I believe everything is unique about my gowns. From individual style, to customised fit, and the ability to tweak the design as we go through the process. Every fabric is bought to suit each bride, and every design is made to suit her style and body shape.

Are they made in Australia?

Yes, 100%! Everything, start to finish, is made in my Alexandria studio. Designs, patterns, sewing, alterations, are all done within Studio C Bridal. In fact, you have to walk past my cutting table and sewing machines to get to the fitting area! I love teaching brides about my process, so they can see how much love and attention to detail goes into their gowns. I love every wedding dress nearly as much as each bride does!

Do you consider that you have a design ‘style’ that you are known for?

I’m building my profile with the release of my first collection. This reflects my style based on timeless elegance and classic design principals. Most styles through my doors lately have had a very strong 1930s, 40s and 50s vibe, with fitted bodices, full skirts and gorgeous lace details. I’m very happy to follow the lead of my brides and produce their style, not enforce my own. I also have a top secret ‘bucket list’ of styles I’m dying to make!!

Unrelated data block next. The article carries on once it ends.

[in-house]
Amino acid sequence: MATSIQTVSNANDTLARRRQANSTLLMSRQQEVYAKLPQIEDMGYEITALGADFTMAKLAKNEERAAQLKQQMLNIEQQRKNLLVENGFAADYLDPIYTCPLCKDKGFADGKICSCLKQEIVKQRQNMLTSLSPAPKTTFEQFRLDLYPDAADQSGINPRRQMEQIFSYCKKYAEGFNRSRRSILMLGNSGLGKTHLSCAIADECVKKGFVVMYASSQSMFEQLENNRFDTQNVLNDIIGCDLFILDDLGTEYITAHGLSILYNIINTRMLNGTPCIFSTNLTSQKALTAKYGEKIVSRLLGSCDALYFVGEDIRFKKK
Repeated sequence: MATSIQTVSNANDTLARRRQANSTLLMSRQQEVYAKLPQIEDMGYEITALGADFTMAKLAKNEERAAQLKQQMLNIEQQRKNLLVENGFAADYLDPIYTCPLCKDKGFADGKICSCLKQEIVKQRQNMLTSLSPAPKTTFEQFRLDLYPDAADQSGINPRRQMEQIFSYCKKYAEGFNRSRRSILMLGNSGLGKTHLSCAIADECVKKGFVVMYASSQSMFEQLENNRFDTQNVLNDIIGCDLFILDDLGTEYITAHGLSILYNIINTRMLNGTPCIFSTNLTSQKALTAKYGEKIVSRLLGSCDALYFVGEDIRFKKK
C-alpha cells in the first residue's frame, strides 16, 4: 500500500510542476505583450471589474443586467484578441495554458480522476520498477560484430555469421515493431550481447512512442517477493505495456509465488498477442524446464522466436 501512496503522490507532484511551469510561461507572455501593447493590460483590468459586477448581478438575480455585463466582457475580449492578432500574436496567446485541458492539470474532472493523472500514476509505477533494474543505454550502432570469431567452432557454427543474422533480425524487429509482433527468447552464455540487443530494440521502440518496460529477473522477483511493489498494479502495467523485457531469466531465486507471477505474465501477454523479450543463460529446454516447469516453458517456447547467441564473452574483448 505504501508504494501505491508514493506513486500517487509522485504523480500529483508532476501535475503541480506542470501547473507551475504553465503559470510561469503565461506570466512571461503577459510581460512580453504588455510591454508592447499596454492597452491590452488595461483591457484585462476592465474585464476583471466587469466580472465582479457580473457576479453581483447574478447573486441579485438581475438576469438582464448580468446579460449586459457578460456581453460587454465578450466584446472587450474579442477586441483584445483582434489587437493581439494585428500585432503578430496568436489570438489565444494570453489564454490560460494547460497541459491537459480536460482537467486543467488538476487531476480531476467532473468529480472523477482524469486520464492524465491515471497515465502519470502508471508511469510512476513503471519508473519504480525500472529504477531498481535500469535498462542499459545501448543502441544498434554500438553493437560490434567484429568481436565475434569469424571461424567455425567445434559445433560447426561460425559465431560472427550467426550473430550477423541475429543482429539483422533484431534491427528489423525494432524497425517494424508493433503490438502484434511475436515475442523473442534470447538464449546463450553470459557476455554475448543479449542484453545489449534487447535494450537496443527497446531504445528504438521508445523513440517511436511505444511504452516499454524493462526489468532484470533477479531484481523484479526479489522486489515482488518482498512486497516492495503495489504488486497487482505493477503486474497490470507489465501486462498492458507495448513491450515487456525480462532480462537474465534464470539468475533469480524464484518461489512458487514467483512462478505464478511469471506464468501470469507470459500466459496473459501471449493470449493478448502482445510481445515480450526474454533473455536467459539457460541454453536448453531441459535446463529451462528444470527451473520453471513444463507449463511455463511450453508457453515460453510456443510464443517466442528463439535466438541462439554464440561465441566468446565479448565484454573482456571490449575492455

Images by Studio C Bridal

What is the process from when a bride initially approaches you to make her gown?

My entire process is always very open and friendly. We start with an initial consult, usually lasting an hour, approximately 6-10 months ahead of the wedding day. During this time, the bride (and any bridesmaids or mum accompanying) will tell me details of the wedding day, as well as discuss ideas about the gown. Usually we reference a Pinterest board, or favourite designers. We may go into detail about other dresses she has tried on, and liked or not liked. A very important part of this early stage is learning to speak the same language. For example, I may use terms like Guipure or Chantilly to describe a lace, but it’s more important that you understand how heavy of light it is, and how this effects the design.